I got uveitis for Christmas. My optometrist described it as a charley horse in your eye. But it’s worse than that. Your eye burns red. Your vision is blurred day in and day out. There is radiant pain throughout your sinus and eye socket. Light hurts you. Sunlight is terrible, but indoor lights are worse. And, in my case, my eye became so inflamed that my lens got stuck, and my pupil disfigured.
My blindness was a near thing. My optometrist dilated my eye three times, and kept it dilated for 16 consecutive days. I wore sunglasses and hats indoors. I took steroids in my eye that left a taste in the back of my throat. I couldn’t tell when I was crying and when my eye was just trying to cleanse itself.
I couldn’t work.
My doctor gave me her personal cell number, and arranged to meet me over the holidays while her clinic was closed to make sure I was progressing. The second visit showed that the deterioration had been arrested. The third visit, she finished the entire exam of my eyes before she moved all her equipment out of the way, and told me that the inflammation was gone. “It might come back, but right now, your eye looks normal.”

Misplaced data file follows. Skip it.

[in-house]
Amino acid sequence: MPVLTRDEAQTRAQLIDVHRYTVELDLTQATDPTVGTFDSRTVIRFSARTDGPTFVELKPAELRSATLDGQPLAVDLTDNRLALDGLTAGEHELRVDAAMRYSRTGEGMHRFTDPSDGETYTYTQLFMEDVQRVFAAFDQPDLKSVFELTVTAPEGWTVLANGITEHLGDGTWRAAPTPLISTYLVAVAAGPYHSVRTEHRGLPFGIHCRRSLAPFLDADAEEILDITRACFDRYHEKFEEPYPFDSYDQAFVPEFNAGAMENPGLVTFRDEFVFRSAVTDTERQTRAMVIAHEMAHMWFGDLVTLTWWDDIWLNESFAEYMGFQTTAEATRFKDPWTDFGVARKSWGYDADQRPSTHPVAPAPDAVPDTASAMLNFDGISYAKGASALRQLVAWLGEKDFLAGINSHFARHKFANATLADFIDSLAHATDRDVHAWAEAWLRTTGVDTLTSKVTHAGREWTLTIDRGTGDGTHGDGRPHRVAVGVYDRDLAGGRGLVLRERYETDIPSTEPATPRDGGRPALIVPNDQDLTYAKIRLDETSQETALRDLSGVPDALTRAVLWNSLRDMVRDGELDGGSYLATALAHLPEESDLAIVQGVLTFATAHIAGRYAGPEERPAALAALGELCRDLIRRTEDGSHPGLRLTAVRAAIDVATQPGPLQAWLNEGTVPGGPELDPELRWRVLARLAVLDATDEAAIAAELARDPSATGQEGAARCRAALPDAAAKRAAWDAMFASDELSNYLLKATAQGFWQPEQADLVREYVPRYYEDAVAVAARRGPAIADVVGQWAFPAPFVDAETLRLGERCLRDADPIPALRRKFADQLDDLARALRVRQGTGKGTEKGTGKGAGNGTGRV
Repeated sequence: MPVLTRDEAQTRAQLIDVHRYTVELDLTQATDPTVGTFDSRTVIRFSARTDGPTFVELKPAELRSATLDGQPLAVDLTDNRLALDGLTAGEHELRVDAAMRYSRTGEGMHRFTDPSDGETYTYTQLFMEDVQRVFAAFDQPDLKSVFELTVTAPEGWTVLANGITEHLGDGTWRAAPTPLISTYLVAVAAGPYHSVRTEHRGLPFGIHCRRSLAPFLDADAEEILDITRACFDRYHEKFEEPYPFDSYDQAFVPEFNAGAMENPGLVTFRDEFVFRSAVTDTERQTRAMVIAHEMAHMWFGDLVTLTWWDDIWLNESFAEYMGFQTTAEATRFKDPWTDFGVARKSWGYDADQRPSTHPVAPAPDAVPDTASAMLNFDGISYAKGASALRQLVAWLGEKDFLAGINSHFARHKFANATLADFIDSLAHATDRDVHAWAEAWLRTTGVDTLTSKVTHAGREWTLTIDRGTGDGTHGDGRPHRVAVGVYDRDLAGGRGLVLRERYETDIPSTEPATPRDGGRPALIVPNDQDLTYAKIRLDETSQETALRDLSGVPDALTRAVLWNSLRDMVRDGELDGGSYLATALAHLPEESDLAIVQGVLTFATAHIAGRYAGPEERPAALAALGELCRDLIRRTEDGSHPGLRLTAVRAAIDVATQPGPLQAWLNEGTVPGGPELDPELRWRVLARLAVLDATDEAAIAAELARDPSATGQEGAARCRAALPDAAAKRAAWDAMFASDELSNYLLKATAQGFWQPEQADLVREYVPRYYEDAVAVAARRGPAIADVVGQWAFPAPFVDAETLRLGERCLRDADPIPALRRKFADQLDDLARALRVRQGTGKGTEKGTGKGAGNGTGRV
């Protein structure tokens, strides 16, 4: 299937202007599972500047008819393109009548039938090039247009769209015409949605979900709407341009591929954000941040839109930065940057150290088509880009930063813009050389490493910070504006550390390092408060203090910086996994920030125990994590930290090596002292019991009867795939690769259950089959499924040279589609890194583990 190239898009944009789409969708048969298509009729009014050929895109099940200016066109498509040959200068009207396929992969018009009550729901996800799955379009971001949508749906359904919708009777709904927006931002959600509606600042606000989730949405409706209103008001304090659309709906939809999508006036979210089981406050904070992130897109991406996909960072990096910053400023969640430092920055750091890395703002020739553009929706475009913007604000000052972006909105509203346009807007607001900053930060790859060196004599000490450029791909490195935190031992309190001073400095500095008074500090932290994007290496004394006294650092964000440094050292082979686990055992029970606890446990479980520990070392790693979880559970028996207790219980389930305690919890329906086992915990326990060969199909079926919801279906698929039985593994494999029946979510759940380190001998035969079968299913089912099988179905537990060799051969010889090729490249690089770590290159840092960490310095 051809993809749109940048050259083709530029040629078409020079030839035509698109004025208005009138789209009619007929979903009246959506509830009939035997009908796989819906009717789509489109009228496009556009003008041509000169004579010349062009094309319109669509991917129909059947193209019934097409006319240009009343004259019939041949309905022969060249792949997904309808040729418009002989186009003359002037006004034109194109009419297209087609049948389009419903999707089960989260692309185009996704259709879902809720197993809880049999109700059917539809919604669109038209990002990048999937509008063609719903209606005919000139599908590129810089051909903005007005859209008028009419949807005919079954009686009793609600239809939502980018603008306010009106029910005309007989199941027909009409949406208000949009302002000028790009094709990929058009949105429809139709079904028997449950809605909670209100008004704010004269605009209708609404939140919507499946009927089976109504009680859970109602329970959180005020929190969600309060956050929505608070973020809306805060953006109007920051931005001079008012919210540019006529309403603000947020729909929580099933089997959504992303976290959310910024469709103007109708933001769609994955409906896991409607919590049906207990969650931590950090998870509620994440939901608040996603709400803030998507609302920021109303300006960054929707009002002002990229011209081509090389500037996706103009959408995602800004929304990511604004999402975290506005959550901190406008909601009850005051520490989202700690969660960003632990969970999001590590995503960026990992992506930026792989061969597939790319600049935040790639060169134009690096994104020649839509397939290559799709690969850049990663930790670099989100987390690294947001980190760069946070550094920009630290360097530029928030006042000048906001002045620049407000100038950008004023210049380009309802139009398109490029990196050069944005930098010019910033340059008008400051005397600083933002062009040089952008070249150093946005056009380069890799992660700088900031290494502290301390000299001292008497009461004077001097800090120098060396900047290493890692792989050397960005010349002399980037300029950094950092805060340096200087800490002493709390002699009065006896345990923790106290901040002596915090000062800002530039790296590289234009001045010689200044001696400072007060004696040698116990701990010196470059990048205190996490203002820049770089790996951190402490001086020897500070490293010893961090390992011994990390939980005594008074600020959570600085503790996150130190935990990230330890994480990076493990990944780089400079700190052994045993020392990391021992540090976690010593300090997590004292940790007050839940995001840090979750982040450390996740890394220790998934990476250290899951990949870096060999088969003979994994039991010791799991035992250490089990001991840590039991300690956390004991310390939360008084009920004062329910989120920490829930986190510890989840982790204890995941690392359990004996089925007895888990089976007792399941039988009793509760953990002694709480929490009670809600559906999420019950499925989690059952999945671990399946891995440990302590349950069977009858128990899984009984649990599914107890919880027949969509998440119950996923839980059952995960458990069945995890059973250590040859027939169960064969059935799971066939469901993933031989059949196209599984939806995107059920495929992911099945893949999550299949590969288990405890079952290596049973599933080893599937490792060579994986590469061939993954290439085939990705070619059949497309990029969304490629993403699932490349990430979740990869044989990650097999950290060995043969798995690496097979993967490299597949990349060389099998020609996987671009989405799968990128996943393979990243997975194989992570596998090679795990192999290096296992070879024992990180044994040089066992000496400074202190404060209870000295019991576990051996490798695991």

Her relief was more palpable than mine. She hadn’t been sure. She hadn’t been sure that my disfigured pupil could be corrected. “You have some iris on your lens now. There’s a stripe of blue.”
I walked out of her office into a snowstorm. Wearing sunglasses. Sobbing.
In the months since, I see floating spots, and my eyes get red and ache when I’m stressed. Black squiggles dance on my periphery when my eyes get too much light, or not enough light. I wear glasses now. The disease aged my eyes.
I was so frightened. Uveitis made rectal reconstruction surgery seem pedestrian. Made labor seem like a party.
I spent all of December in so much pain that I snarled and snapped and slept exclusively on my left side because my right side was broken. Blurred and sore. My own eye hurt me. The light. Sleeping. Sleeping hurt me. I’d wake and be unable to manage my way through the dark. Or wake and be afraid to open my eyes. The pain shining through me.
And then a weird thing happens. You get calm with pain. You climb inside it and sit quietly. You inhabit pain like your childhood home: the place familiar and smaller than you remember.
You test it like a muscle. You stretch your pain. You feel it expand and contract. You fill it with breath. You hold it.
You hold your pain like a child.
Even separate from it, you’re not free.
I won’t tell you it was a gift because it was fucking horrific. I hate uveitis. I still won’t sleep on my right side. Sometimes when I wake in the dark, I’m afraid. I wait to open my eyes.
Then I open them, and the pain becomes a story I tell you from some months ago. Before I knew I could survive it.
I have learned to be tender with it. My injuries at least as noble as my strengths.